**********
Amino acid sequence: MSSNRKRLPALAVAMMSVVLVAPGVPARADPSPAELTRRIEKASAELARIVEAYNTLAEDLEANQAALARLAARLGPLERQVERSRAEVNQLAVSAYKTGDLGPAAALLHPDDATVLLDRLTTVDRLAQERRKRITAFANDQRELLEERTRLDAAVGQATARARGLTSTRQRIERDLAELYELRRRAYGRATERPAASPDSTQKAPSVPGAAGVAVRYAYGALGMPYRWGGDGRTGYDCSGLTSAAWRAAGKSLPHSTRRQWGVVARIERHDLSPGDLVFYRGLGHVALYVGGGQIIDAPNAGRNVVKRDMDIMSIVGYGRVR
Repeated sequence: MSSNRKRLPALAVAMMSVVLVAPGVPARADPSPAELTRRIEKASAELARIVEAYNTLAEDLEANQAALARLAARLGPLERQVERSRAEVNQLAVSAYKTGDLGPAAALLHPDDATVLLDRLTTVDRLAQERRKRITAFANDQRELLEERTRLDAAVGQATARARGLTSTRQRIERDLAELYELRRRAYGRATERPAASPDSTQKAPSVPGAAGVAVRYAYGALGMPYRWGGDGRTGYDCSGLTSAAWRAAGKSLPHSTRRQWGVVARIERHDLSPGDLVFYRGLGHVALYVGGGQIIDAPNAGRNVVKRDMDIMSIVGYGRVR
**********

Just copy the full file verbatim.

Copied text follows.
Amino acid sequence: MSSNRKRLPALAVAMMSVVLVAPGVPARADPSPAELTRRIEKASAELARIVEAYNTLAEDLEANQAALARLAARLGPLERQVERSRAEVNQLAVSAYKTGDLGPAAALLHPDDATVLLDRLTTVDRLAQERRKRITAFANDQRELLEERTRLDAAVGQATARARGLTSTRQRIERDLAELYELRRRAYGRATERPAASPDSTQKAPSVPGAAGVAVRYAYGALGMPYRWGGDGRTGYDCSGLTSAAWRAAGKSLPHSTRRQWGVVARIERHDLSPGDLVFYRGLGHVALYVGGGQIIDAPNAGRNVVKRDMDIMSIVGYGRVR
Repeated sequence: MSSNRKRLPALAVAMMSVVLVAPGVPARADPSPAELTRRIEKASAELARIVEAYNTLAEDLEANQAALARLAARLGPLERQVERSRAEVNQLAVSAYKTGDLGPAAALLHPDDATVLLDRLTTVDRLAQERRKRITAFANDQRELLEERTRLDAAVGQATARARGLTSTRQRIERDLAELYELRRRAYGRATERPAASPDSTQKAPSVPGAAGVAVRYAYGALGMPYRWGGDGRTGYDCSGLTSAAWRAAGKSLPHSTRRQWGVVARIERHDLSPGDLVFYRGLGHVALYVGGGQIIDAPNAGRNVVKRDMDIMSIVGYGRVR